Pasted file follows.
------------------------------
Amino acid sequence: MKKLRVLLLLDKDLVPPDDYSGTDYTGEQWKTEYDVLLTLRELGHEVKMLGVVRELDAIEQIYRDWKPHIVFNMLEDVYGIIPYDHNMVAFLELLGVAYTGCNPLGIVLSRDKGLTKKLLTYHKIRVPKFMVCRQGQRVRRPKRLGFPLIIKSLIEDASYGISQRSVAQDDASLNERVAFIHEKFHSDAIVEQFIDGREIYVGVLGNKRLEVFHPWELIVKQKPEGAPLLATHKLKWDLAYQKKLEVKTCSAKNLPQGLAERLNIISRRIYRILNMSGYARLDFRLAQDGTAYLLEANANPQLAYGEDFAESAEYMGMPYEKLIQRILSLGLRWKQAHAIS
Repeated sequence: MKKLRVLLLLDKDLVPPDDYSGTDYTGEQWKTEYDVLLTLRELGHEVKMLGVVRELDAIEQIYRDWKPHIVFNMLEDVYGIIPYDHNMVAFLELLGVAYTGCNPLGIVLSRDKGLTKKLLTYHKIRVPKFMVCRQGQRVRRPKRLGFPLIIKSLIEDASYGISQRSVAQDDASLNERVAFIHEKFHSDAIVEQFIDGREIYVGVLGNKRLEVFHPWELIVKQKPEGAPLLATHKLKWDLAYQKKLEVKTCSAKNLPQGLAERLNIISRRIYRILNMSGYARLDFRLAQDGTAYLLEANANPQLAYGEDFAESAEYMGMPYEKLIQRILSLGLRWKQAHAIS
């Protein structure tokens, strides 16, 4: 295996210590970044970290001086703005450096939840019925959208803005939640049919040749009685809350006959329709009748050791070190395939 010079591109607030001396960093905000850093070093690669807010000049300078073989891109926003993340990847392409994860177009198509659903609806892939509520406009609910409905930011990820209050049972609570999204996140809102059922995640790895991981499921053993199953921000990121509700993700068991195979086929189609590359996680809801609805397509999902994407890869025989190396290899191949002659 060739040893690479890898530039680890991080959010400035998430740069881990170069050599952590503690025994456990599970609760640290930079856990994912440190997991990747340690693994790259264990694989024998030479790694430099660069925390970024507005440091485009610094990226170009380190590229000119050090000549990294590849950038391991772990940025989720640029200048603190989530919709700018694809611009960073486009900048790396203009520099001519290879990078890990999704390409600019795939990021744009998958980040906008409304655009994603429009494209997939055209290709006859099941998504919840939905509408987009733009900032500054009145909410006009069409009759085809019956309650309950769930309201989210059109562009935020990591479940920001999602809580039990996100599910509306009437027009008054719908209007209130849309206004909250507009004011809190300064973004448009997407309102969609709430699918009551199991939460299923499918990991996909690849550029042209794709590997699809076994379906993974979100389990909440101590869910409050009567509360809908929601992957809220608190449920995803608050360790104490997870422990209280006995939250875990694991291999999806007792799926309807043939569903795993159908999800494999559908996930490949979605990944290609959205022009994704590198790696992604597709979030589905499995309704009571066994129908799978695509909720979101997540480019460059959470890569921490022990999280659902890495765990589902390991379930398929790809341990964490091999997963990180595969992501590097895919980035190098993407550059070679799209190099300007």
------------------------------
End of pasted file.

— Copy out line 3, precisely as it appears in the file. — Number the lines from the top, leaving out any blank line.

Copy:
């Protein structure tokens, strides 16, 4: 295996210590970044970290001086703005450096939840019925959208803005939640049919040749009685809350006959329709009748050791070190395939 010079591109607030001396960093905000850093070093690669807010000049300078073989891109926003993340990847392409994860177009198509659903609806892939509520406009609910409905930011990820209050049972609570999204996140809102059922995640790895991981499921053993199953921000990121509700993700068991195979086929189609590359996680809801609805397509999902994407890869025989190396290899191949002659 060739040893690479890898530039680890991080959010400035998430740069881990170069050599952590503690025994456990599970609760640290930079856990994912440190997991990747340690693994790259264990694989024998030479790694430099660069925390970024507005440091485009610094990226170009380190590229000119050090000549990294590849950038391991772990940025989720640029200048603190989530919709700018694809611009960073486009900048790396203009520099001519290879990078890990999704390409600019795939990021744009998958980040906008409304655009994603429009494209997939055209290709006859099941998504919840939905509408987009733009900032500054009145909410006009069409009759085809019956309650309950769930309201989210059109562009935020990591479940920001999602809580039990996100599910509306009437027009008054719908209007209130849309206004909250507009004011809190300064973004448009997407309102969609709430699918009551199991939460299923499918990991996909690849550029042209794709590997699809076994379906993974979100389990909440101590869910409050009567509360809908929601992957809220608190449920995803608050360790104490997870422990209280006995939250875990694991291999999806007792799926309807043939569903795993159908999800494999559908996930490949979605990944290609959205022009994704590198790696992604597709979030589905499995309704009571066994129908799978695509909720979101997540480019460059959470890569921490022990999280659902890495765990589902390991379930398929790809341990964490091999997963990180595969992501590097895919980035190098993407550059070679799209190099300007």